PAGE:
Gin or vodka?
The first question, of course, should be whether you want gin or vodka. This is straightforward. Although a few years ago at The Ritz in Paris, where we interviewed Colin Field, the world’s greatest bartender according to Forbes magazine, he informed us dryly “if the martini is vodka-based, it’s a vodkatini.”
What kind of gin?
I’m happy when the barman asks if I want Tanqueray (oh, the Tanqueray No. 10!) or Bombay Sapphire or, one of my all-time favourites, the wonderfully botanical Hendrick’s. Sure they’re all premium spirits, but considering that the only other alcohol is a lesser percentage of dry white vermouth, it’s worth the couple of extra bucks. Although if a bottle of Hendrick’s is on the shelf in front of me, I might be tempted to go for a G&T just so I can get the full bouquet of the gin. On a night off from reviewing, of course.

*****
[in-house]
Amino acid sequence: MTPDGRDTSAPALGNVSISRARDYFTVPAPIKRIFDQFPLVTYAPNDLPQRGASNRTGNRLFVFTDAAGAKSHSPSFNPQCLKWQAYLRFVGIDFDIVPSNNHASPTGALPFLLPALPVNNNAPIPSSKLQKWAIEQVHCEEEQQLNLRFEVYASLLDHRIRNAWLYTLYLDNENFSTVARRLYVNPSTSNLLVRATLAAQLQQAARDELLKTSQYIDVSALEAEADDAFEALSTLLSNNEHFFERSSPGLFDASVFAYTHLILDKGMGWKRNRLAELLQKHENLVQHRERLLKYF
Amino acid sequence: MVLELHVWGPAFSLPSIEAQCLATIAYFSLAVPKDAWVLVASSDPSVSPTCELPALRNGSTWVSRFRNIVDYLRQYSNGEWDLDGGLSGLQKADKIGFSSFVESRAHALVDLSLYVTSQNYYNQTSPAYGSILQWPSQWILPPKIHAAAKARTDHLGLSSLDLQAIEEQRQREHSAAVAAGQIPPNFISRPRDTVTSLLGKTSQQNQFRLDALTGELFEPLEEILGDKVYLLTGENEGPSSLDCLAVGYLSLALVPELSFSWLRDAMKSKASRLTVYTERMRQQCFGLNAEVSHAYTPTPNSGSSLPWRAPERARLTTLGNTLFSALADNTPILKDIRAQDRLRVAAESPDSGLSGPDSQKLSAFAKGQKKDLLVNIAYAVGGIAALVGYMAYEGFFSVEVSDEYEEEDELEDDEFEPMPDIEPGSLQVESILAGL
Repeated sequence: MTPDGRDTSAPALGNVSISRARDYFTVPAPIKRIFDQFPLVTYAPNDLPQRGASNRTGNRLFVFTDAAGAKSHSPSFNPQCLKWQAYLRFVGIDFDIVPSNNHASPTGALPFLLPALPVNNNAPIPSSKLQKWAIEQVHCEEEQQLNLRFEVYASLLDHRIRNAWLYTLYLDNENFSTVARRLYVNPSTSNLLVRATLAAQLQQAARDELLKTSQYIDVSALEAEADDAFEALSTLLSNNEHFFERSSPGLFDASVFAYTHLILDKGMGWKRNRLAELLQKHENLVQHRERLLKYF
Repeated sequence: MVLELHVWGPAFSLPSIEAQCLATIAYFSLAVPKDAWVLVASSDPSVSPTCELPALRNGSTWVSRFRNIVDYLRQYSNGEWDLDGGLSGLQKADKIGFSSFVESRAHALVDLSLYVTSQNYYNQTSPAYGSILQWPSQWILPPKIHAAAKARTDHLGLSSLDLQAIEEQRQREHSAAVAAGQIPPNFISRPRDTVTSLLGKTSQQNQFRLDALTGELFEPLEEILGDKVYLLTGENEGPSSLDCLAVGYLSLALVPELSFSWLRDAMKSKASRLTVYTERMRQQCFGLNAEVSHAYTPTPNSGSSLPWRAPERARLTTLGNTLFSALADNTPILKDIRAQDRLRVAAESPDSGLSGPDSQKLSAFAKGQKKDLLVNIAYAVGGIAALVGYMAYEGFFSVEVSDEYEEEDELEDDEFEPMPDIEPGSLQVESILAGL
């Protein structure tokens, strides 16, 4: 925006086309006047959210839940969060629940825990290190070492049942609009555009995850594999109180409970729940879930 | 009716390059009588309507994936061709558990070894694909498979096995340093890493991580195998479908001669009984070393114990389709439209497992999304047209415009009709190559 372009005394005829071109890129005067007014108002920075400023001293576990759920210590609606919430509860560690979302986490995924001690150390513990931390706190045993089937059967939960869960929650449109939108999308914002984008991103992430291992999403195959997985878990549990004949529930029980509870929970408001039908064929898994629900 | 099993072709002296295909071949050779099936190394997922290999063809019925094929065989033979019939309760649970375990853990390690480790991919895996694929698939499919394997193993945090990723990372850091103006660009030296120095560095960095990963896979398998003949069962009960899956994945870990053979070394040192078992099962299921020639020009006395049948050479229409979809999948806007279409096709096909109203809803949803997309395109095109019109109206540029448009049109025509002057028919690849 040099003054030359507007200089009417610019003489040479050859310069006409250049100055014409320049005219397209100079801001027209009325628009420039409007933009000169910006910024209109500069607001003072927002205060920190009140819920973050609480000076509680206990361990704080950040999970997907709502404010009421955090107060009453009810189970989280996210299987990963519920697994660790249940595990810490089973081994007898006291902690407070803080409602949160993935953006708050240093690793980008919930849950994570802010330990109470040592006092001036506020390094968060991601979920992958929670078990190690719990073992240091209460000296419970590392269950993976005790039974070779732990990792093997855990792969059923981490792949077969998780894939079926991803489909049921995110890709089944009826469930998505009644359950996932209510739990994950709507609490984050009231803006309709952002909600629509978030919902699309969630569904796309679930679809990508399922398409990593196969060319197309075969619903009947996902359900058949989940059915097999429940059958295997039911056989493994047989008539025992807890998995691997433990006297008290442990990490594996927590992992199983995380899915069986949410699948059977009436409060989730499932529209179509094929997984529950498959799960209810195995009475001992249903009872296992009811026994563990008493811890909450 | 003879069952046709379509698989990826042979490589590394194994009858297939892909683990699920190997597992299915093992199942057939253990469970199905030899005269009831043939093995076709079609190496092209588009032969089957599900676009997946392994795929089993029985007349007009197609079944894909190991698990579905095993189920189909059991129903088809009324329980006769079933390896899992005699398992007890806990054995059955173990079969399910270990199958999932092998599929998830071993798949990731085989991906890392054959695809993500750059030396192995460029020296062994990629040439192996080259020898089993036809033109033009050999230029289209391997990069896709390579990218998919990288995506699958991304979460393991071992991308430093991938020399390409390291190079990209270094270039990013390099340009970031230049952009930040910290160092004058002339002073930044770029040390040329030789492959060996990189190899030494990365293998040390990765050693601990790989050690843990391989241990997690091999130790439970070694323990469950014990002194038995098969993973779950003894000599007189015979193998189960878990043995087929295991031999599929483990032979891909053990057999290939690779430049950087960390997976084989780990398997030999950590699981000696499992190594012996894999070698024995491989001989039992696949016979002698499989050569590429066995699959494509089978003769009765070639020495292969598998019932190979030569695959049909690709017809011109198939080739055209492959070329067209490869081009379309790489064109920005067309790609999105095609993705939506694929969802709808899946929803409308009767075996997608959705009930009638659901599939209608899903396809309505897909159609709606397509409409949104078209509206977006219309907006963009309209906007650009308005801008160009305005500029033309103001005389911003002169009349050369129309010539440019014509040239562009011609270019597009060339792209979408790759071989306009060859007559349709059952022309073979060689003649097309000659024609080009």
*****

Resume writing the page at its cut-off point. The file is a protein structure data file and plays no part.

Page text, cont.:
Shaken or stirred?
It was James Bond who said he preferred his cocktails shaken not stirred and while shaken gets the martini colder much quicker, it may weaken the cocktail and make it cloudy for a short time. There is a difference in taste, but just remember, regardless, a martini needs to be really cold. I prefer shaken only because I want mine super cold and I generally don’t think most barmen know how to achieve that by stirring. There is some talk that the difference is at the molecular level, but I’m not a scientist, I just want a viscous, really cold, alcoholic beverage.
For those who prefer their martinis stirred (a martini-lover on Twitter insisted a martini must be stirred and that if a bartender can’t stir a martini then he’s not a good bartender) it’s worth noting that it takes 15 seconds of shaking to get the martini down to around -7˚C. The optimum coldness for a martini is between -5˚C and -10˚C. Of course there are many variables when it comes to stirring a cocktail, such as the temperature of the glass, the size and type of ice and how vigorously the drink is stirred, however, scientific tests have shown that it takes about one minute 45 seconds of fast stirring for the drink to to reach -3°C. Or even longer.